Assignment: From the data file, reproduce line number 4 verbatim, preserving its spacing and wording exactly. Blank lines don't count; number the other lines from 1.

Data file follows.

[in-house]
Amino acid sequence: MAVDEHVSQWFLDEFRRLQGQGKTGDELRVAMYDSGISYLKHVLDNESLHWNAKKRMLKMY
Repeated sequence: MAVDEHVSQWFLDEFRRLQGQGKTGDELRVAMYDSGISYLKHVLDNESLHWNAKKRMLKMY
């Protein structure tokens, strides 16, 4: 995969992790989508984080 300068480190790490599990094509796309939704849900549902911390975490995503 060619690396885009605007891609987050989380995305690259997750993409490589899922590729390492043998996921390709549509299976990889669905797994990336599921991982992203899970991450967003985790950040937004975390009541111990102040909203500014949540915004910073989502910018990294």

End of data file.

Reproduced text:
């Protein structure tokens, strides 16, 4: 995969992790989508984080 300068480190790490599990094509796309939704849900549902911390975490995503 060619690396885009605007891609987050989380995305690259997750993409490589899922590729390492043998996921390709549509299976990889669905797994990336599921991982992203899970991450967003985790950040937004975390009541111990102040909203500014949540915004910073989502910018990294």